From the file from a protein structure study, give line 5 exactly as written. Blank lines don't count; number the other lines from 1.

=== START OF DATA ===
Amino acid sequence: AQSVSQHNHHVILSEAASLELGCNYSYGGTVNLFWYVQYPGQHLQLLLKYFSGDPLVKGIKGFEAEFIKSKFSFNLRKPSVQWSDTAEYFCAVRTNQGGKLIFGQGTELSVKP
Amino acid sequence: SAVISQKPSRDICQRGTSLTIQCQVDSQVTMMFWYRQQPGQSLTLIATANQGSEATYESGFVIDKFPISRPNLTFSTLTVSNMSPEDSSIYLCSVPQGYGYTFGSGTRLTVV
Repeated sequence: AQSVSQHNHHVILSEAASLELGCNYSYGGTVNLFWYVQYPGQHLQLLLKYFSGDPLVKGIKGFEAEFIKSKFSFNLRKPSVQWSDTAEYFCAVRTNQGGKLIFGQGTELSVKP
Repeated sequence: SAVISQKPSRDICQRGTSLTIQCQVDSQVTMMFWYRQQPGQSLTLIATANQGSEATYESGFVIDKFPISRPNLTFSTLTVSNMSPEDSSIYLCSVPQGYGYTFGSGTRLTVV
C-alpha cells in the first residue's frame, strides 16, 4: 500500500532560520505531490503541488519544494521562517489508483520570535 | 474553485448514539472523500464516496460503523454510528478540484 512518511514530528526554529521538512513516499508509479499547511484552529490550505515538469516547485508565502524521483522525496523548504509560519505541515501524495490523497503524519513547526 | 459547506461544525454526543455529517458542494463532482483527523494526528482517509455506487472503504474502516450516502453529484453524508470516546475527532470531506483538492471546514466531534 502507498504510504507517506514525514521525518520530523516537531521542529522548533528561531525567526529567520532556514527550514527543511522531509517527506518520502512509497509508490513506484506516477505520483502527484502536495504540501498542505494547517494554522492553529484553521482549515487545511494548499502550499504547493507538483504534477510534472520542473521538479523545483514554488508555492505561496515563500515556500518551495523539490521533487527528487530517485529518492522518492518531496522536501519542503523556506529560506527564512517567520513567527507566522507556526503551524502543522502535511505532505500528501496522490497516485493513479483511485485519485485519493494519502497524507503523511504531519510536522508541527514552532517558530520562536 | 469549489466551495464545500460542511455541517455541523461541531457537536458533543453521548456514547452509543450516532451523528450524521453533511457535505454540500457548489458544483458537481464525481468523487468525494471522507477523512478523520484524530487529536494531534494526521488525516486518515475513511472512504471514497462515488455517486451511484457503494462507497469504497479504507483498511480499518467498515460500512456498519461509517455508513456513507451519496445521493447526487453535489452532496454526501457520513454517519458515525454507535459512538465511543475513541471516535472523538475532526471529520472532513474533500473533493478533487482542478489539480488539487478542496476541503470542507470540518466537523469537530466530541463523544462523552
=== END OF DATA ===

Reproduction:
C-alpha cells in the first residue's frame, strides 16, 4: 500500500532560520505531490503541488519544494521562517489508483520570535 | 474553485448514539472523500464516496460503523454510528478540484 512518511514530528526554529521538512513516499508509479499547511484552529490550505515538469516547485508565502524521483522525496523548504509560519505541515501524495490523497503524519513547526 | 459547506461544525454526543455529517458542494463532482483527523494526528482517509455506487472503504474502516450516502453529484453524508470516546475527532470531506483538492471546514466531534 502507498504510504507517506514525514521525518520530523516537531521542529522548533528561531525567526529567520532556514527550514527543511522531509517527506518520502512509497509508490513506484506516477505520483502527484502536495504540501498542505494547517494554522492553529484553521482549515487545511494548499502550499504547493507538483504534477510534472520542473521538479523545483514554488508555492505561496515563500515556500518551495523539490521533487527528487530517485529518492522518492518531496522536501519542503523556506529560506527564512517567520513567527507566522507556526503551524502543522502535511505532505500528501496522490497516485493513479483511485485519485485519493494519502497524507503523511504531519510536522508541527514552532517558530520562536 | 469549489466551495464545500460542511455541517455541523461541531457537536458533543453521548456514547452509543450516532451523528450524521453533511457535505454540500457548489458544483458537481464525481468523487468525494471522507477523512478523520484524530487529536494531534494526521488525516486518515475513511472512504471514497462515488455517486451511484457503494462507497469504497479504507483498511480499518467498515460500512456498519461509517455508513456513507451519496445521493447526487453535489452532496454526501457520513454517519458515525454507535459512538465511543475513541471516535472523538475532526471529520472532513474533500473533493478533487482542478489539480488539487478542496476541503470542507470540518466537523469537530466530541463523544462523552